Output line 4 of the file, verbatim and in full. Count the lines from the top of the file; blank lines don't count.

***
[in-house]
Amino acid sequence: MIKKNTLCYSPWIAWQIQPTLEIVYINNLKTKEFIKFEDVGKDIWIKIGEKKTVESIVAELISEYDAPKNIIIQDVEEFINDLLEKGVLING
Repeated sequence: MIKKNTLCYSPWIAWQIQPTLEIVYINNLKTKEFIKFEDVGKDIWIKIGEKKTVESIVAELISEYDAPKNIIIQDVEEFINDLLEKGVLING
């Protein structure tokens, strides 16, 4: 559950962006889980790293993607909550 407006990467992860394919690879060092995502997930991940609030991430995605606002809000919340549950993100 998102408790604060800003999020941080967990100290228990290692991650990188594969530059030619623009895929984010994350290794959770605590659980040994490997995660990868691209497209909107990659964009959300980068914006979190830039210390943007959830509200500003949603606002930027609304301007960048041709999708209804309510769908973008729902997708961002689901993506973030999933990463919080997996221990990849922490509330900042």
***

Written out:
């Protein structure tokens, strides 16, 4: 559950962006889980790293993607909550 407006990467992860394919690879060092995502997930991940609030991430995605606002809000919340549950993100 998102408790604060800003999020941080967990100290228990290692991650990188594969530059030619623009895929984010994350290794959770605590659980040994490997995660990868691209497209909107990659964009959300980068914006979190830039210390943007959830509200500003949603606002930027609304301007960048041709999708209804309510769908973008729902997708961002689901993506973030999933990463919080997996221990990849922490509330900042």